1913 Model T Van, part 2

by brae  

Continuing work on the Model T Van.  Making models showroom new is not easy, at least not for me.  I can age and wear anything down with ease, but new takes time, effort and luck.  Gloss is also not an easy finish to achieve, but with a newish truck I have to give it a go.  I'm going for a vehicle that is a couple of years old, so new but with some mileage and weather exposure.

Since I have two kits, I can test some techniques out on the spares.  I spray painted the chassis flat black, keeping the flat black as is for the underside.  For the top side, I used Krylon Short Cuts Gloss Black.  I don't make many things in gloss since it looks out of place in most miniature situations and I find the gloss paints go bad more readily, so I buy the small cans of paint.  Krylon was on sale, but I do think paints designed for model cars are worth the cost, too.

My spare chassis ended up with better gloss but lots of orange peel texture due to old paint (lesson learned the hard way).  The body paint was even worse, which is why I ended up with two kits.  Right now, we're dealing with the chassis.  The second attempt with a new can was nearly perfect in coverage but a bit dull over all.  Still, this more even finish helps a lot for getting the rest of the way there.

If you don't achieve good gloss the first time, you can salvage the pieces by wet sanding between paint coats using super high grit papers.  I picked up a set of Micro-Mesh Sanding Sheets that includes 3" x 4" sheets of 1500, 1800, 2400, 3200, 3600, 4000,6000, 8000, and 12000 grit.  They might seem pricey but will last a long time with good care.  You can also buy the individual sheets in other sizes from other vendors and directly from the manufacturer.

The set came with a block that you can use to hold the papers, which have more of a cloth feel than regular sandpaper, but I used them on their own.

I also like Testors sanding films for when you need a bit more oomph, say for drips, trapped dust particles or crud stuck in crevices.  I tend to use the red (600 grit) the most.

I dipped the papers in water to wet sand.  It is recommended that you be careful to stay away from raised areas where you would strip too much paint, but this process is more forgiving when the plastic is molded in black, primed in black and then painted black.  I started with 6,000 and worked through 12,000.  This mainly took out any dust particles and smoothed the surface.

You want to make sure the piece is completely dry and free from dust before painting again.  Better.  :D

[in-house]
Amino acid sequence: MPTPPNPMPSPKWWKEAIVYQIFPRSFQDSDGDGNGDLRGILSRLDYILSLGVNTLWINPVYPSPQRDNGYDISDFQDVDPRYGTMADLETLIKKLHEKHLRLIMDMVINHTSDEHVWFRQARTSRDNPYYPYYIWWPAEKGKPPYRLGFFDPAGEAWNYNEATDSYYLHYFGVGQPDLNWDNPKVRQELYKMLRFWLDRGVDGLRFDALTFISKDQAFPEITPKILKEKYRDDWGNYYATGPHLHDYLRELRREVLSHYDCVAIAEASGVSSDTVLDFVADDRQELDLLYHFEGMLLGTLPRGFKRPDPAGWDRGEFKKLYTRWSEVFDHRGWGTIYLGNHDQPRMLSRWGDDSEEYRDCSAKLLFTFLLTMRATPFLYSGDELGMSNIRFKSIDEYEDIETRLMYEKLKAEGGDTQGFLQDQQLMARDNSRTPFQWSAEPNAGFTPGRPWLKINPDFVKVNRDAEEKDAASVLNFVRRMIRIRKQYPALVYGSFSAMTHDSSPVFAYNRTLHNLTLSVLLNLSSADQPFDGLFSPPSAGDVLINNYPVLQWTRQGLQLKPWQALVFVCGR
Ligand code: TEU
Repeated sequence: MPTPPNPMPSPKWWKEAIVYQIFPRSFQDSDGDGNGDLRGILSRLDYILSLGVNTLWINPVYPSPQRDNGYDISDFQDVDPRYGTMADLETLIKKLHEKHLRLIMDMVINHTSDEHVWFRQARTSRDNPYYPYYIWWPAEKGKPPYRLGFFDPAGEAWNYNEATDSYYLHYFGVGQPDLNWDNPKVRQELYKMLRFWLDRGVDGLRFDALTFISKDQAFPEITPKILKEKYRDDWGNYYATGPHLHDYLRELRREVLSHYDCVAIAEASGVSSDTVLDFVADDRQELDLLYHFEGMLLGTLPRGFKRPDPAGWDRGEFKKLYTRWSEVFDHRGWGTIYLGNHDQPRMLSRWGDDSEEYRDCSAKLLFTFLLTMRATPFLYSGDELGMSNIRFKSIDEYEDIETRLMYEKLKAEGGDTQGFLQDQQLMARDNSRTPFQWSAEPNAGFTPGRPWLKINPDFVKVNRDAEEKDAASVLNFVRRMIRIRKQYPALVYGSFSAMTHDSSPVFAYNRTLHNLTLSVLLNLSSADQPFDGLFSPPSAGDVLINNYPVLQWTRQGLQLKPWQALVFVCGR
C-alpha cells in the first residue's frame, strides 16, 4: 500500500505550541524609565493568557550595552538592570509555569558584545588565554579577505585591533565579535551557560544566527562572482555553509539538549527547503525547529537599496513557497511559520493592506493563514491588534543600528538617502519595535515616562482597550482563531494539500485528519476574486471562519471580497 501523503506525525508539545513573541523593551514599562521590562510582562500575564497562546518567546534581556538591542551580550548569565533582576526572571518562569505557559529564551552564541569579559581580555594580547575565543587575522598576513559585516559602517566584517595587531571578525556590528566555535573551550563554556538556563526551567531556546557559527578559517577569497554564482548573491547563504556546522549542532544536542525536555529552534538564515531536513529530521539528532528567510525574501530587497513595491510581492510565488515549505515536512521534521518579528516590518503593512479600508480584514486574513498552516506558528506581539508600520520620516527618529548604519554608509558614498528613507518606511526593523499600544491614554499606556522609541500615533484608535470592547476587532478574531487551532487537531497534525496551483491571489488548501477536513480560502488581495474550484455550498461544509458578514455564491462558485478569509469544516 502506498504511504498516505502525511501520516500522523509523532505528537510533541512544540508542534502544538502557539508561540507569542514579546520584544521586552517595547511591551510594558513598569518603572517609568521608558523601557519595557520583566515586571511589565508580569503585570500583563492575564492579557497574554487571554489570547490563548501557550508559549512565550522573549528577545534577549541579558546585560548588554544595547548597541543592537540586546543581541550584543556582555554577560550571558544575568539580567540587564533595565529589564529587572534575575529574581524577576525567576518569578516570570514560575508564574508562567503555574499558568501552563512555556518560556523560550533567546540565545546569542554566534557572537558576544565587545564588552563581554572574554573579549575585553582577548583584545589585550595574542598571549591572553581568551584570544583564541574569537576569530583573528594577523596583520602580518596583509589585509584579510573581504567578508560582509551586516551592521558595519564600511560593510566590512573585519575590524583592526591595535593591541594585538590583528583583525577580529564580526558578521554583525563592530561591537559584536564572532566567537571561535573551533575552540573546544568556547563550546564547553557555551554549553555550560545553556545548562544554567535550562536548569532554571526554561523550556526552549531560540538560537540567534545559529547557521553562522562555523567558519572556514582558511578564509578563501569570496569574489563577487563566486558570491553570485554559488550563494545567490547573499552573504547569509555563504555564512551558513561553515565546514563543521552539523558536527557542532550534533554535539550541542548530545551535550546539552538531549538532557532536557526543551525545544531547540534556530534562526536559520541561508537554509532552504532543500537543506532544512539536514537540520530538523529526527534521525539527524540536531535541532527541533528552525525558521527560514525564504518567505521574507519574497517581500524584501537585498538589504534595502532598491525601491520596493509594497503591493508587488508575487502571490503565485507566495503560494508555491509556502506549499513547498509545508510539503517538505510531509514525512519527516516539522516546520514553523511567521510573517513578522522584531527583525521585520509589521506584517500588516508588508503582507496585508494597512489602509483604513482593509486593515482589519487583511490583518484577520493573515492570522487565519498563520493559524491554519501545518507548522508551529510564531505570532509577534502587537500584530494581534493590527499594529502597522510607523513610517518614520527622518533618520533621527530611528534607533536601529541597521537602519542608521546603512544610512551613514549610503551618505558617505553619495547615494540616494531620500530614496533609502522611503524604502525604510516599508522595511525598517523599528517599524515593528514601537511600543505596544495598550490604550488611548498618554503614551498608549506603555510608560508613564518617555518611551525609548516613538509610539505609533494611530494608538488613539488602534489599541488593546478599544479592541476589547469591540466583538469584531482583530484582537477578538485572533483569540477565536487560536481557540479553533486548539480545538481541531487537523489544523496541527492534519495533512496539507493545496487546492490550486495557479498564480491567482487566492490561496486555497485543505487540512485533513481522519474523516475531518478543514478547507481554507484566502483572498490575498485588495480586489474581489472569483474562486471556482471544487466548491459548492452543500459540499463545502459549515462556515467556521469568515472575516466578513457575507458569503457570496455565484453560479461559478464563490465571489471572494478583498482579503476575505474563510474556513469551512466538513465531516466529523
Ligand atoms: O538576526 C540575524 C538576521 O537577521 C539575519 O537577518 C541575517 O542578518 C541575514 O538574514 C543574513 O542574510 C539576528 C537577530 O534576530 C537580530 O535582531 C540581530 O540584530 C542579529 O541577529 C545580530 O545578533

After a couple of days drying time, I did the wet sanding process again this time with only the 12,000.  I did use the 600 and the 8,000 on two areas where there were larger dust particles, though.  Buffing with the 12,000 grit paper was time-consuming and hard on my arms and hands.  :D  I did each fender and the middle rails, not worrying about the textured steps on either side.  I started to get tired and glanced at the clock.  Holy hell, have I really been sanding this @#$%er for an hour?!!  Yes, yes indeed.

For good measure, I lightly buffed the part for another fifteen minutes until I was sure a genie was about to appear.  It's not a perfect mirror finish, but it's damn close for the effort (that's the overhead light fixture reflected in the fender).

I might end up applying a polish, and the surface will likely need fingerprint removal later anyway, but that's a nice shine for now.

8 comments

Comment from: Debora [Visitor]

It looks gorgeous! Wow, what exacting work you are doing! :D

10/04/16 @ 23:49
Comment from: Jodi Hippler [Visitor]  

Holy Mole, lady! You’re incredible! My salivary glands are gearing up for major drooling when you finally reveal everything! It just tickles me that you go so far for your passions!

10/05/16 @ 00:08
Comment from: A. Monterey Blair [Visitor]  

My father restores old cars and his least favorite part is shooting paint because of how fussy it can be. His worst enemy is orange peel. Now, that’s a shine he would be jealous of!

I can sympathize with how easy it is to lose track of how long you’ve been sanding for; but I’m one of the crazies who really enjoys sanding for some reason.

10/05/16 @ 00:08
Comment from: Sheila [Visitor]

Wow! What a difference after all that sanding and polishing! I’m amazed… and now I’ll have to be on the lookout for some sanding papers… I’ve been using the six sided nail files with their varying sand textures.

The orange peel chassis actually looks old and might make a good barn find for you later.

10/05/16 @ 05:58
Comment from: Keli [Visitor]

You have WAY more patience than I. Wow.

10/05/16 @ 14:16
Comment from: Betsy Rogers [Visitor]

Wow! Now That is devotion! I am amazed at the difference you have made with your labor of love….. hours on sanding a tiny piece???? Well, I guess if you know the difference it makes…. it could get kind of hypnotic…. ! Clearly the right materials pay off!

10/05/16 @ 18:30
Comment from: Julia [Visitor]

Very fine work. Amazing and inspiring.

10/06/16 @ 03:29
Comment from: brae [Member]

Thank you for the encouragement! :>>

10/08/16 @ 07:42


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